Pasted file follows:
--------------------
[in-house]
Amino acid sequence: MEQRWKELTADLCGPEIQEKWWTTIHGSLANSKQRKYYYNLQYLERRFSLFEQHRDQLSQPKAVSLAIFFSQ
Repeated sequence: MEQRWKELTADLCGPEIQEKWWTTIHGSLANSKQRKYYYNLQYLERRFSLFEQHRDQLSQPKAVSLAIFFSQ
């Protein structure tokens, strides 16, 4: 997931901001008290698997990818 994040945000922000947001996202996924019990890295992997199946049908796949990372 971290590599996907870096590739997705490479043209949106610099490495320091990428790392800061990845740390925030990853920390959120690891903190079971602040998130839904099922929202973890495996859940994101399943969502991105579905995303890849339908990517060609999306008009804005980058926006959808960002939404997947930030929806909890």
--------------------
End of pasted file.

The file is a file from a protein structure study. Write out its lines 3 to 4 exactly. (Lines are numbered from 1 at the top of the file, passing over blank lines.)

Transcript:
Repeated sequence: MEQRWKELTADLCGPEIQEKWWTTIHGSLANSKQRKYYYNLQYLERRFSLFEQHRDQLSQPKAVSLAIFFSQ
């Protein structure tokens, strides 16, 4: 997931901001008290698997990818 994040945000922000947001996202996924019990890295992997199946049908796949990372 971290590599996907870096590739997705490479043209949106610099490495320091990428790392800061990845740390925030990853920390959120690891903190079971602040998130839904099922929202973890495996859940994101399943969502991105579905995303890849339908990517060609999306008009804005980058926006959808960002939404997947930030929806909890």